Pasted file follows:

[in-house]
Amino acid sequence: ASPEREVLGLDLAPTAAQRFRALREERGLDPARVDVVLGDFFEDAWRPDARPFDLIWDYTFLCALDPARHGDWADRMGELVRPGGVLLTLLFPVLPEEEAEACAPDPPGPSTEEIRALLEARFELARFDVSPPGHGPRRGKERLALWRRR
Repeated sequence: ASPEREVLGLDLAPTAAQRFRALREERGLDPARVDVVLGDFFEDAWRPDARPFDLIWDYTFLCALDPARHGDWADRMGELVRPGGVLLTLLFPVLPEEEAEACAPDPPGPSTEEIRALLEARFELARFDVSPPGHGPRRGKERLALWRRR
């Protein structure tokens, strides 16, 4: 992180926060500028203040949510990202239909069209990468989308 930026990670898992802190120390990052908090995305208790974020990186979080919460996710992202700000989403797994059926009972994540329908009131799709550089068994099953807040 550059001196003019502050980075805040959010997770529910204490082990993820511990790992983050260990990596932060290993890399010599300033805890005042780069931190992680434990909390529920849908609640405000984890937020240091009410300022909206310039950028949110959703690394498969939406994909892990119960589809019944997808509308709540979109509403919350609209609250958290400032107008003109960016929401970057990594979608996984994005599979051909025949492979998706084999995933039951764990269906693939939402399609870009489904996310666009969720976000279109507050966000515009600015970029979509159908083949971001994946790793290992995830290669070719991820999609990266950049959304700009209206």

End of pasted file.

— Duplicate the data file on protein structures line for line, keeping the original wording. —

[in-house]
Amino acid sequence: ASPEREVLGLDLAPTAAQRFRALREERGLDPARVDVVLGDFFEDAWRPDARPFDLIWDYTFLCALDPARHGDWADRMGELVRPGGVLLTLLFPVLPEEEAEACAPDPPGPSTEEIRALLEARFELARFDVSPPGHGPRRGKERLALWRRR
Repeated sequence: ASPEREVLGLDLAPTAAQRFRALREERGLDPARVDVVLGDFFEDAWRPDARPFDLIWDYTFLCALDPARHGDWADRMGELVRPGGVLLTLLFPVLPEEEAEACAPDPPGPSTEEIRALLEARFELARFDVSPPGHGPRRGKERLALWRRR
């Protein structure tokens, strides 16, 4: 992180926060500028203040949510990202239909069209990468989308 930026990670898992802190120390990052908090995305208790974020990186979080919460996710992202700000989403797994059926009972994540329908009131799709550089068994099953807040 550059001196003019502050980075805040959010997770529910204490082990993820511990790992983050260990990596932060290993890399010599300033805890005042780069931190992680434990909390529920849908609640405000984890937020240091009410300022909206310039950028949110959703690394498969939406994909892990119960589809019944997808509308709540979109509403919350609209609250958290400032107008003109960016929401970057990594979608996984994005599979051909025949492979998706084999995933039951764990269906693939939402399609870009489904996310666009969720976000279109507050966000515009600015970029979509159908083949971001994946790793290992995830290669070719991820999609990266950049959304700009209206």